Going the distance: Half-Marathon benefits Regional Rehabilitation Center

By Michaela Gibson Morris/NEMS Daily Journal

Overcoming dyslexia, recovering from a stroke and battling a disability are more like marathons than sprints.
Regional Rehabilitation Center’s physical, occupational and speech therapists often work with clients for weeks, months and sometimes years to achieve maximum progress.
On Saturday, Nov. 12, supporters of Regional Rehab will get to run their own half-marathon, inaugural Shakerag – to support the center, which does not charge any client for services.
“This really ties in to who we are and what we do,” said Kay Mathews, Regional Rehab executive director.
The 13.1-mile run will start at 9 a.m. Nov. 12 at Fairpark in downtown Tupelo. The idea for a race for Regional Rehab started with the senior project of Stephen Russell, who enlisted help from Mike Lail, a longtime member of the Tupelo Running Club.
Weather conspired to make a New Year’s Day 5K run difficult, but Lail wanted to try again.
“He has taken it and run with it,” Mathews said.
The name of the race was inspired by the marker in front of the Tupelo Convention and Visitors Bureau at the site of the historic black community that was the center of Tupelo’s blues legacy, which likely influenced a young Elvis Presley.
“The course goes past the birthplace,” Lail said, then continues up Veterans Boulevard, Elvis Presley Drive and County Road 811 to the former Dixie Creek at the intersection of Barnes Crossing Road.
After the race, participants will be treated to West End barbecue and music by the Mary Mason Band at the post-race party.
The race’s T-shirt, inspired by blues folk art and created by Sam Jacobs at Master Graphix, has drawn a lot of attention, Lail said. It incorporates images of good and evil as well as little homages to Tupelo’s most famous son.
There will be custom medals for every runner. Division winners will take home custom trophies created by Custom Trailer that echo Tupelo’s downtown guitars.
So far, more than 200 people have already signed up for the Shakerag; the field is limited to 400, Lail said.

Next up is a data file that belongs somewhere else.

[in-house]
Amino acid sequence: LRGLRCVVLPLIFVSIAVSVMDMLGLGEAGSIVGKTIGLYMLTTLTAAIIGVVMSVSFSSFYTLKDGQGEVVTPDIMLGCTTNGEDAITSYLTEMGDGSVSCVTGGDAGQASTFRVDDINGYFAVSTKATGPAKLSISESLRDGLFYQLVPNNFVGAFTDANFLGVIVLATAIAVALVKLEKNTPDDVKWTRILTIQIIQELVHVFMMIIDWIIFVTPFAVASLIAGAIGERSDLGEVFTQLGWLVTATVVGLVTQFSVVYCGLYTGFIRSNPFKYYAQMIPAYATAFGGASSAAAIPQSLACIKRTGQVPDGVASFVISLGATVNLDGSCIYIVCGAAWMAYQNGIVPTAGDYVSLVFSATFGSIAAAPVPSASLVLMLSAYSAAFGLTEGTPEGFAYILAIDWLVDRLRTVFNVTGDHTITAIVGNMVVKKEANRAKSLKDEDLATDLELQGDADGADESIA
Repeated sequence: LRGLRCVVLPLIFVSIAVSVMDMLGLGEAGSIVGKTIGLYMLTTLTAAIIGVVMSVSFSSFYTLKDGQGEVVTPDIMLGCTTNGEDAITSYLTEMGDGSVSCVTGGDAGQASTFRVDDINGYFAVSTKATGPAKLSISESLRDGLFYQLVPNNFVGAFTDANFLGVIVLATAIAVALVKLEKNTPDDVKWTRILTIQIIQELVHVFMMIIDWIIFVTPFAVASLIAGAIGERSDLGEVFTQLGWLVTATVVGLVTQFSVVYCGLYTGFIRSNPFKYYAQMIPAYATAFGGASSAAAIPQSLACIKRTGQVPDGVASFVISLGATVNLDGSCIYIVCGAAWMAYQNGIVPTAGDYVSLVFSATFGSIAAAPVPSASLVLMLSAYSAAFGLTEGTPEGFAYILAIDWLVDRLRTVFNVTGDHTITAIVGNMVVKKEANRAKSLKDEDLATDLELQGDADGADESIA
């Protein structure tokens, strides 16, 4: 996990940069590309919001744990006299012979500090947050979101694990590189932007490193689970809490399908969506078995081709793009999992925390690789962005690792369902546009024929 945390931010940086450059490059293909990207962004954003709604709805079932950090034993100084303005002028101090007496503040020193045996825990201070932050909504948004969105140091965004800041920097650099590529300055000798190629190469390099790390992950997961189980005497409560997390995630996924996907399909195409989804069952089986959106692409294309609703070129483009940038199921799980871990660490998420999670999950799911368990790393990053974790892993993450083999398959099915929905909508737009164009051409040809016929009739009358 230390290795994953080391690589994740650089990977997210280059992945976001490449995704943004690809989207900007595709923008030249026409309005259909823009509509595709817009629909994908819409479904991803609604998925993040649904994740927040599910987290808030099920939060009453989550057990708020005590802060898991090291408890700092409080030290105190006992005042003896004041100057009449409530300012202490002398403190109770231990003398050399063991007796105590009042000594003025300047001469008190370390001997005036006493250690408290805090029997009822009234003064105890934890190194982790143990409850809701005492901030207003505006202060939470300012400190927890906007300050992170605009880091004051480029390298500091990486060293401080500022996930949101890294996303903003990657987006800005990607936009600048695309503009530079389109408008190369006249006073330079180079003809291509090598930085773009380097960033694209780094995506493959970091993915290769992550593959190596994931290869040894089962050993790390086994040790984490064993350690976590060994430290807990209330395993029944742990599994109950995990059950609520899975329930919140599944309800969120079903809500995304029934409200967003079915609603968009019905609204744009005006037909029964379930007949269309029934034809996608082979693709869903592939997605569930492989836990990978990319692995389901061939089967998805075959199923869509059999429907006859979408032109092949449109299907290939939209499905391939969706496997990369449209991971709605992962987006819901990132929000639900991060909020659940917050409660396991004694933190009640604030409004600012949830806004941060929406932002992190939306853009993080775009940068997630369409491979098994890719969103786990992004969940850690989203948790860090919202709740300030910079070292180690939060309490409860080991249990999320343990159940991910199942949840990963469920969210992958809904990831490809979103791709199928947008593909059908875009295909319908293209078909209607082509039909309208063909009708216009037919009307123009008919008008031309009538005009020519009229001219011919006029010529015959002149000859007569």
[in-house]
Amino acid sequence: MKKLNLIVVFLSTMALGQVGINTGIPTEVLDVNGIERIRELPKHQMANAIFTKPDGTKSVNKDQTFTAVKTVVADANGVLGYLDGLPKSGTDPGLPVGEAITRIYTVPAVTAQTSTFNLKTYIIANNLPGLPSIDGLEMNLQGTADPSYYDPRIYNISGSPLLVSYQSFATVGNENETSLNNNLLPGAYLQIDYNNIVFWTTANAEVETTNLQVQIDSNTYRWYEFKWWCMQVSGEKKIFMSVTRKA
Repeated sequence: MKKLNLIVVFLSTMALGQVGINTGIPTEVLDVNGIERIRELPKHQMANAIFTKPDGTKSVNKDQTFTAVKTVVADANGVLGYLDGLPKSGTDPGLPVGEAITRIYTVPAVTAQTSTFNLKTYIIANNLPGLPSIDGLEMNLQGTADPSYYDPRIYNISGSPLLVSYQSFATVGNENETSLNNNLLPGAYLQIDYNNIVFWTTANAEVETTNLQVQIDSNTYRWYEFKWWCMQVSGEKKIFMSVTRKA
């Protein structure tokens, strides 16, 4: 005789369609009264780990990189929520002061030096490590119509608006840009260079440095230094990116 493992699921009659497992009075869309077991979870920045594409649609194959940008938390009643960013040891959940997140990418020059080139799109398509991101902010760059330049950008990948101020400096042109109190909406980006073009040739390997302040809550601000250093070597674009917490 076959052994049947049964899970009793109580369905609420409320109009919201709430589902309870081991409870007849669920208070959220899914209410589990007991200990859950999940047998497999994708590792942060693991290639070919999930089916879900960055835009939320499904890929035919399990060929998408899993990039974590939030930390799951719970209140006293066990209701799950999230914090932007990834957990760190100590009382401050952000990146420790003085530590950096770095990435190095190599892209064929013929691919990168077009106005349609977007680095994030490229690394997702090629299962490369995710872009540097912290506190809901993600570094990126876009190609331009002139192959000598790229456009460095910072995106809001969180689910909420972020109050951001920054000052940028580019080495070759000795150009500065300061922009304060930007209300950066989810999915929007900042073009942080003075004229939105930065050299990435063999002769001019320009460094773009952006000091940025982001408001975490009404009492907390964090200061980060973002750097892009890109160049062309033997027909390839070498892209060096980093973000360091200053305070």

Deaton family
Chris Deaton of Tupelo will be one of the hundreds on the course. His law firm is also one of the sponsors.
“I wanted to do anything I could to help Regional Rehab, and I wanted to run the half-marathon,” Deaton said.
The cause is personal for Deaton. Three of his children have received services at the center, but his youngest, Luke, now 13, has needed them the most. He was diagnosed with dyslexia at the age of 8.
“He was a straight A student,” Chris Deaton said, “But his mother (Dana Deaton) realized something was wrong and got him tested at Regional Rehab.”
Before he was diagnosed, when the family would make their weekly jaunts to the book store, Luke never wanted a book.
Over the course of the past five years of language therapy, Luke Deaton has been able to share his family’s love of reading, Chris Deaton said.
“Now he’s a voracious reader,” Chris Deaton said. “It’s all because of Tina Finch and Regional Rehab.”
Fletcher family
Regional Rehab has been a family affair for the Fletchers, too. Mom Brandi received physical therapy after back surgery earlier this year. Her 10-year old daughter Hannah Fletcher is six months into therapy for dyslexia.
“Your brain doesn’t work like everybody else’s,” when you have dyslexia, said Hannah Fletcher.
Her therapy has focused on connecting words with meaning, grammar and higher level phonics rules, like knowing that “tuff” is spelled tough.
Most importantly, Hannah is able to do her homework independently.
“Her grades have improved,” Brandi Fletcher said. “Her reading level is better; her comprehension is better.”
Her mom and older sister, Bailey Fletcher, will be forming Team Hannah for the Shakerag Half-Marathon. Hannah will be volunteering on the sidelines.
“Hannah would just be in a mess if it wasn’t for Regional Rehab,” Brandi Fletcher said. “We’re very fortunate to have Regional Rehab
Half-century tradition
For 50 years, Regional Rehabilitation Center in Tupelo has helped children and adults run their own personal marathons to fight back from injuries, surgeries, disabilities and developmental delays. The Tupelo center has never charged a dime for physical, occupational and speech therapy services.
Regional Rehab takes care of about 2,000 clients a year, providing 20,000 services to people living in a 23-county area. It takes about $1 million to provide the services. The center is funded by Lee County Board of Supervisors, United Way, an annual tel-a-thon, a number of fundraising events and donations.
“We’re willing to do whatever it takes to achieve results,” Mathews said. “We keep going until maximum progress has been achieved.”
michaela.morris@journalinc.com

Sign Up
What: Shakerag Half-Marathon

When: 9 a.m. Nov. 12

Where: Fairpark, Tupelo

Cost: $50

Limited: 400

Benefits: Regional Rehabilitation
Center in Tupelo

Details: Tupelo Running Club –
www.tupelorunningclub.net/
Shakerag2011

Registration: www.racesonline.com

In Memorium
Kevser Ermin, who was killed in a biking accident in Oxford in early October, won’t be able to run in the Shakerag Half-Marathon as she planned.
But 15 of her University of Mississippi colleagues, including her fellow graduate students from the exercise science department, will be running the race in her honor.
“Now it’s just blossomed,” said Nicole Dabbs, one of Em fellow doctoral students who is organizing the memorial group. “More than 100 people have bought T-shirts.”
The T-shirts feature the Vibram toed shoes that Ermin loved and symbols of her native Turkey.
“A lot of people are coming to support us,” Dabbs said. “I think she would have really loved it.”